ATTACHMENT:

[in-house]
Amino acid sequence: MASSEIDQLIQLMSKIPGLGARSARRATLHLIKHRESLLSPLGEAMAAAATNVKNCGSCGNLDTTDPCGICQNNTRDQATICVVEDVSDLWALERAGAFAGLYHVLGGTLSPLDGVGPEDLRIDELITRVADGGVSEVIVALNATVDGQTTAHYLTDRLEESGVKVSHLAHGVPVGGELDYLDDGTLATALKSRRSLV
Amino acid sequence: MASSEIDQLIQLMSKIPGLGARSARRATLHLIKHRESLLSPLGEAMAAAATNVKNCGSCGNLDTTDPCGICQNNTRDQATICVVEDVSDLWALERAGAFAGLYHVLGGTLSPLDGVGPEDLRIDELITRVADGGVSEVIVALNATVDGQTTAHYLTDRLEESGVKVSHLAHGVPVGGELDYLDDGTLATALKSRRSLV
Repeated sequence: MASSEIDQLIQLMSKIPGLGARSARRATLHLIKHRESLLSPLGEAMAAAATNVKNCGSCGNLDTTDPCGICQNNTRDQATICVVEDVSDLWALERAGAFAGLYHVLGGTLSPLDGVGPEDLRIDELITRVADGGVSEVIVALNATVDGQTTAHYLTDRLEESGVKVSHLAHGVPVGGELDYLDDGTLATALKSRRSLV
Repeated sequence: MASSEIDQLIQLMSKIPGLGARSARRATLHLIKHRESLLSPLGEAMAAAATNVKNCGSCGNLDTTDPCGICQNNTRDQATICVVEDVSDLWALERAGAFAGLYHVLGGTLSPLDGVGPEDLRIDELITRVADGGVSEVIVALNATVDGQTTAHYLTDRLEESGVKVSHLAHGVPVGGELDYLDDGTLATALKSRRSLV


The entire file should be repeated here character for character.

[in-house]
Amino acid sequence: MASSEIDQLIQLMSKIPGLGARSARRATLHLIKHRESLLSPLGEAMAAAATNVKNCGSCGNLDTTDPCGICQNNTRDQATICVVEDVSDLWALERAGAFAGLYHVLGGTLSPLDGVGPEDLRIDELITRVADGGVSEVIVALNATVDGQTTAHYLTDRLEESGVKVSHLAHGVPVGGELDYLDDGTLATALKSRRSLV
Amino acid sequence: MASSEIDQLIQLMSKIPGLGARSARRATLHLIKHRESLLSPLGEAMAAAATNVKNCGSCGNLDTTDPCGICQNNTRDQATICVVEDVSDLWALERAGAFAGLYHVLGGTLSPLDGVGPEDLRIDELITRVADGGVSEVIVALNATVDGQTTAHYLTDRLEESGVKVSHLAHGVPVGGELDYLDDGTLATALKSRRSLV
Repeated sequence: MASSEIDQLIQLMSKIPGLGARSARRATLHLIKHRESLLSPLGEAMAAAATNVKNCGSCGNLDTTDPCGICQNNTRDQATICVVEDVSDLWALERAGAFAGLYHVLGGTLSPLDGVGPEDLRIDELITRVADGGVSEVIVALNATVDGQTTAHYLTDRLEESGVKVSHLAHGVPVGGELDYLDDGTLATALKSRRSLV
Repeated sequence: MASSEIDQLIQLMSKIPGLGARSARRATLHLIKHRESLLSPLGEAMAAAATNVKNCGSCGNLDTTDPCGICQNNTRDQATICVVEDVSDLWALERAGAFAGLYHVLGGTLSPLDGVGPEDLRIDELITRVADGGVSEVIVALNATVDGQTTAHYLTDRLEESGVKVSHLAHGVPVGGELDYLDDGTLATALKSRRSLV